Farmer's Market COVID-19

A woman wearing an N95 respirator walks through the La Grande Farmers Market on Tuesday, July 20, 2021. Masks are no longer required in public spaces, but Union County has the fifth lowest vaccination rate in Oregon, with only 36% of residents fully vaccinated against COVID-19.

LA GRANDE — In the United States, roughly half of the population is fully vaccinated against COVID-19, an important step toward herd immunity.

But Union County is facing a different situation, with only 36% of residents fully vaccinated — the fifth lowest rate in Oregon, making experts question whether Union County will reach herd immunity.

“Of course it is possible Union County may not reach 70%,” Carrie Brogoitti, Union County public health administrator, said. “Predicting whether or not we will get there is extremely difficult.”

To achieve 70%, Union County must vaccinate 9,434 more residents. However, vaccine efforts in recent weeks have slowed to a crawl.

In the first three weeks of July, only 350 Union County residents received their final dose, compared to nearly 1,000 in June and 2,330 in March, when the vaccine became widely available.

According to a study published by the Centers of Disease Control and Prevention in May, rural areas across the nation are reporting lower vaccination rates than urban areas, and Oregon is no exception. Out of 36 counties in the state, the five with the lowest vaccination rates are in the bottom 16 when ranked by population.

However, this trend is not necessarily due to rural inaccessibility — vaccines have been widely available in Union County to any adult for several months, but efforts to encourage residents to get vaccinated have had meager results.

“(Public health) is working to provide information that helps people make the best decision for themselves, and we are making the vaccine available to people when they do decide to get the vaccine,” Brogoitti said.

The Center for Human Development hosted a vaccine clinic on July 13 in Elgin, which had to be shut down within the first hour due to public disruption, according to Jared Rogers, treasurer of the Elgin Lions Club, which was hosting a lottery event at the clinic.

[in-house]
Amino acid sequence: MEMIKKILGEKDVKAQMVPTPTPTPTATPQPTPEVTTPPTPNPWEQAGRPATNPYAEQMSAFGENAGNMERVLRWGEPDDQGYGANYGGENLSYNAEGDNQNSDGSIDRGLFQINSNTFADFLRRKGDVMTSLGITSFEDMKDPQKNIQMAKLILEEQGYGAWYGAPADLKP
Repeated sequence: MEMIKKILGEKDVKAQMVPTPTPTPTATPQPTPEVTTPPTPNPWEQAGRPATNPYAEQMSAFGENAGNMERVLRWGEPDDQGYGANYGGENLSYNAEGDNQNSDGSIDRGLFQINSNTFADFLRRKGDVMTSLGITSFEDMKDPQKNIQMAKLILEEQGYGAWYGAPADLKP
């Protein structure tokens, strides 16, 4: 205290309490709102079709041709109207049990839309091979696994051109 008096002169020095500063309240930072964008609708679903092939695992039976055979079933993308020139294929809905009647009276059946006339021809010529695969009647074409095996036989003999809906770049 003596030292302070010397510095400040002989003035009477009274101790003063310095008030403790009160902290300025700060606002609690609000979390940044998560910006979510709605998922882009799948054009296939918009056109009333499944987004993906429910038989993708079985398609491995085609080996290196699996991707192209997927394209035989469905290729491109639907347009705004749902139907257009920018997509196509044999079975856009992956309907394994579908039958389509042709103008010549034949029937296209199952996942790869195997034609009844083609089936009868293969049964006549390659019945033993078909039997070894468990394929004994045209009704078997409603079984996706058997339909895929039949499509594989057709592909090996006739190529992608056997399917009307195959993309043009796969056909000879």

“It wasn’t a success. We got two people vaccinated and then a man came in and made a big disruption, so CHD packed their things up and left,” Rogers said. “I’ve talked with people who say the vaccine has been pushed on too fast, or some have their conspiracy theories, but these people haven’t done the research. They aren’t experts.”

Numerous studies have shown that all of the vaccines authorized for emergency use are safe and highly effective against COVID-19.

The overwhelming majority of scientists and health care professionals have encouraged residents to get vaccinated, but the science hasn’t been enough to push more people to vaccine clinics in Union County.

Meanwhile, the state doesn’t seem to have a plan to help.

“We are moving to a more localized, traditional approach,” Gov. Kate Brown said in a July 20 press conference. “We’re relying on our local public health authorities and their strong partners in the medical community to help continue to get information and vaccination efforts out to community members, as well as to tackle the response to the virus.”

Dr. Bill Messer, a professor in the department of molecular microbiology and immunology at Oregon Health and Science University, said one reason rural areas are seeing lower vaccination rates is herd mentality.

“We have to remember that the vaccination settings are not uniform across the county, town, state,” he said. “The probability is high that unvaccinated communities also represent socially connected and social network communities, like churches or other social or political organizations.”

And with Oregon lifting statewide COVID-19 restrictions on June 30, combined with new — and more transmissible — variants of the virus being reported, the county’s low vaccination rate might lead to a large outbreak.

Union County reported nine new COVID-19 cases on July 19, the highest one-day count since early March.

“We are concerned about the impact the variants could have on disease transmission and severity of cases, particularly given the lower vaccination rate in our county and counties in our region,” Brogoitti said. “These variants could lead to quick changes in the situation in our county and could lead to outbreaks or severe outcomes that we would like to avoid.”

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